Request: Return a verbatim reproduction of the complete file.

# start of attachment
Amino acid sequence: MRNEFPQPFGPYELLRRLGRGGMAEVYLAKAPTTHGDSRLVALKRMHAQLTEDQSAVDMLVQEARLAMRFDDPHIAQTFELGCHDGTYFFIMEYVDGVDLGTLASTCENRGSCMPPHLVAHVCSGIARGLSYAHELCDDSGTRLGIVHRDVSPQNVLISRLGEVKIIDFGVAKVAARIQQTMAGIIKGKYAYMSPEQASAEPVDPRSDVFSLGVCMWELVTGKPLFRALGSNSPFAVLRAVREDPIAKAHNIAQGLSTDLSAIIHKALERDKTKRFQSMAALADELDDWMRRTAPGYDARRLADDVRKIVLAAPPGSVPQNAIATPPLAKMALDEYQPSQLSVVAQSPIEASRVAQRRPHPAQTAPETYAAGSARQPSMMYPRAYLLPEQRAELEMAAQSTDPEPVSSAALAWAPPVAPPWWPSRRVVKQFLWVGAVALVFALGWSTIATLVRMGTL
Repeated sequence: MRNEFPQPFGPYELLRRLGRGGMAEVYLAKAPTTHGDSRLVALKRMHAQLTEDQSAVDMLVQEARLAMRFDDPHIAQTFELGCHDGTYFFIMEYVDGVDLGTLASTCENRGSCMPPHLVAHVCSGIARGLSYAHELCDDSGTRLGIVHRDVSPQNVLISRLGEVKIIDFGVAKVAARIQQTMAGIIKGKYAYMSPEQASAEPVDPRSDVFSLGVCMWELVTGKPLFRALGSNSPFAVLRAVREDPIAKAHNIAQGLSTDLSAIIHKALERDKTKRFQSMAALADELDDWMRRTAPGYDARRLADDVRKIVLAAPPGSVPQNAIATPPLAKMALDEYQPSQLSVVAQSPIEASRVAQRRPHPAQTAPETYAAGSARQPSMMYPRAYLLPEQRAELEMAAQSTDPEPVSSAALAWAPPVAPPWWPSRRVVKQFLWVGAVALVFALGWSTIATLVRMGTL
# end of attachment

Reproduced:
Amino acid sequence: MRNEFPQPFGPYELLRRLGRGGMAEVYLAKAPTTHGDSRLVALKRMHAQLTEDQSAVDMLVQEARLAMRFDDPHIAQTFELGCHDGTYFFIMEYVDGVDLGTLASTCENRGSCMPPHLVAHVCSGIARGLSYAHELCDDSGTRLGIVHRDVSPQNVLISRLGEVKIIDFGVAKVAARIQQTMAGIIKGKYAYMSPEQASAEPVDPRSDVFSLGVCMWELVTGKPLFRALGSNSPFAVLRAVREDPIAKAHNIAQGLSTDLSAIIHKALERDKTKRFQSMAALADELDDWMRRTAPGYDARRLADDVRKIVLAAPPGSVPQNAIATPPLAKMALDEYQPSQLSVVAQSPIEASRVAQRRPHPAQTAPETYAAGSARQPSMMYPRAYLLPEQRAELEMAAQSTDPEPVSSAALAWAPPVAPPWWPSRRVVKQFLWVGAVALVFALGWSTIATLVRMGTL
Repeated sequence: MRNEFPQPFGPYELLRRLGRGGMAEVYLAKAPTTHGDSRLVALKRMHAQLTEDQSAVDMLVQEARLAMRFDDPHIAQTFELGCHDGTYFFIMEYVDGVDLGTLASTCENRGSCMPPHLVAHVCSGIARGLSYAHELCDDSGTRLGIVHRDVSPQNVLISRLGEVKIIDFGVAKVAARIQQTMAGIIKGKYAYMSPEQASAEPVDPRSDVFSLGVCMWELVTGKPLFRALGSNSPFAVLRAVREDPIAKAHNIAQGLSTDLSAIIHKALERDKTKRFQSMAALADELDDWMRRTAPGYDARRLADDVRKIVLAAPPGSVPQNAIATPPLAKMALDEYQPSQLSVVAQSPIEASRVAQRRPHPAQTAPETYAAGSARQPSMMYPRAYLLPEQRAELEMAAQSTDPEPVSSAALAWAPPVAPPWWPSRRVVKQFLWVGAVALVFALGWSTIATLVRMGTL